Veteran Continues Fight for the Borinqueneers


Gumersindo Gomez and Frank Medina, fourth and fifth from left respectively,with a group of Vietnam veterans during the national convention of the Vietnam Veterans of America,, held in Jacksonville, Fla. Both men spoke there requesting that the VVA pass a national resolution of support for the Borinqueneers’ Congressional Gold Medal. That goal was accomplished.
By Barbara Thomas
(Editor’s Note: In July, and launched a campaign to assist the 65th Gold Medal Alliance with their national efforts to have the legendary Boriqueneers, the segregated military unit from Puerto Rico, awarded the Congressional Gold Medal. As part of our effort, we have dedicated a special section on the Borinqueneers where we will keep our readers up to date on their lobbying efforts, what you can do to help them and features on the many people involved.)
As a boy growing up in Puerto Rico in the 1950s, Gumersindo Gomez admired men in uniform. His father was in the National Guard and his godfather served in the Korean War.
“He looked so sharp in his uniform, so proud to be serving the United States ,” said Gomez, 65, a Springfield, Mass., resident. “From then on, I wanted to be like them.”
Years later while living in New York , his brother already in Vietnam , Gomez enlisted in the U.S. Army in 1966. He served for a year in Vietnam and in many places in the world theatre thereafter.
Gomez retired from military service in 1986 after 20 years in the Army, and is executive director of the Bilingual Veterans Outreach Centers of Massachusetts Inc., which he helped found in 1987. With locations in Springfield and Boston, the centers are open to veterans of all wars, conflicts, peace-time service and all eras, helping with basic needs.
As director of the organization, Gomez received an email in 1994 from Ernest Acosta. Acosta was in his 80s and wrote about his time in Korea as a member of the U.S. Army’s 65th Infantry Regiment. Known as the Borinqueneers, these infantrymen were from Puerto Rico and fought for America in three wars – World War I, World War II and the Korean War.
Yet none of them had ever received the distinguished Congressional Gold Medal.Acosta asked Gomez for his help in gaining recognition for the Borinqueneers. Gomez met Acosta in Washington, and they mobilized their efforts to get the word out.
The more he learned about the Borinqueneers and the discrimination they were subjected to as a segregated military unit, the more determined he became.
He also realized that his late godfather was a Borinqueneer, giving him more impetus.
“Puerto Ricans spilled their blood in the battlefields and defended this nation and flag,” Gomez said. “I’ve talked with many Borinqueneers and despite the language barrier and discrimination they endured, the men are as proud today as they were back then. That’s why I became involved.”
Two recognition ceremonies took place in 1998, he said. The 65th Infantry Regiment was honored at Arlington National Cemetery , where a sugar maple was planted. Later that year in a ceremony conducted by the Gov. Pedro Juan Rosselló González M.D., of Puerto Rico , a fava tree – known to be strong, Gomez said – was planted in Puerto Rico as a symbol of the Borinqueneers’ strength, and a plaque was unveiled.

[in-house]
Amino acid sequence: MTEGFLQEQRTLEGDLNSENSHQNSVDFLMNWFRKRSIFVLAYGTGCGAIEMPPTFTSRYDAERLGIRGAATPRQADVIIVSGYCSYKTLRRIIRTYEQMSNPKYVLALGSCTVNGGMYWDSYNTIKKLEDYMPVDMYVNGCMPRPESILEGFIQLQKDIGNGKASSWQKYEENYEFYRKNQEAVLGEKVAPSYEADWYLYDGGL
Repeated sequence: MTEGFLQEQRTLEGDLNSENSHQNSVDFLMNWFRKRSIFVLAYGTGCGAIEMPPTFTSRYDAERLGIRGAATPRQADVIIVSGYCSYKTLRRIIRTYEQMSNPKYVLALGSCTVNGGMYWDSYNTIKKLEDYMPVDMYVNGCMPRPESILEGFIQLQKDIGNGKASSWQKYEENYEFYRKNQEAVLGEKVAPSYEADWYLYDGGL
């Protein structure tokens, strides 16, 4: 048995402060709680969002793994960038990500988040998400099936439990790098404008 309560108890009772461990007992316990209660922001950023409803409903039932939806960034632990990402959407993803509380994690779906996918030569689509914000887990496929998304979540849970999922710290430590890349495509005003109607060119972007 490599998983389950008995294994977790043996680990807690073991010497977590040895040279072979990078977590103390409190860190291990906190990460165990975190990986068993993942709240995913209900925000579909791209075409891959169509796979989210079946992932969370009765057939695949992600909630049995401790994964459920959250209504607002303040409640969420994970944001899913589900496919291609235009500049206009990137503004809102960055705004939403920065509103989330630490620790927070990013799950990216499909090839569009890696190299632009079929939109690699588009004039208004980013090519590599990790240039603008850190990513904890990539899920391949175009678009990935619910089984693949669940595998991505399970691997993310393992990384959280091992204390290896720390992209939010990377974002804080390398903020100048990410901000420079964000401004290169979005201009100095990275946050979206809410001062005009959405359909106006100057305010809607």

Last year, Gomez was one of the first people contacted by U.S. Army Capt. Res. Frank Medina, an Iraq War veteran who is national chairman of the Borinqueneers Congressional Gold Medal Alliance, formed in December with the goal of securing the medal for the Borinqueneers. Gomez is a steering committee member for the alliance.
The coalition mobilized, contacting legislators to have bills introduced in Congress, That was accomplished this spring when HR 1726 was introduced in the House and S 1174 was introduced in the Senate.
Both pieces of legislation are necessary, and a minimum number of co-sponsors are needed for the bills to pass – 290 in the House and 67 in the Senate.
“We’ve had success in Massachusetts with Sen. Elizabeth Warren and Representatives Richard Neal and James McGovern,” Gomez said.
He credited Larry Bystran, of Springfield, founder/CEO of Latino Alliance, for being instrumental in getting Massachusetts politicians involved.
Gomez recently traveled to Jacksonville , Fla. , for the national convention of the Vietnam Veterans of America. He and Medina spoke there, requesting that the VVA pass a national resolution of support for the Borinqueneers Congressional Gold Medal. That goal was accomplished, and Gomez was one of the people Medina thanked for making it happen.
The BCGM Alliance is making strides nationwide. The bill, H.R. 1726, currently has 84 of the required 290 co-sponsors and U.S. Senate bill, S. 1174, introduced in June by Sen. Richard Blumenthal, D-Conn., has 15 of the necessary 67 co-sponsors.
Alliance members are hoping they get the necessary number of sponsors before the end of the legislative session so they won’t have to start all over again, and they appeal to all Americans to contact their legislators.
There’s another reason to step things up, however.
 “We hope it happens as soon as possible because the Borinqueneers are dying quickly,” Gomez said. “We just lost one from Springfield , Arcadio Torres. He was 87 and was buried with full national honors and the medals he earned.”
Unfortunately, those did not include the Congressional Gold Medal.
 “I will stay with this effort as long as I can,” Gomez said. “These veterans are in my heart.”
Americans wishing to help the alliance may write or email their two U.S. senators and their U.S. House of Representatives member and ask for their support. For a sample letter and more information, visit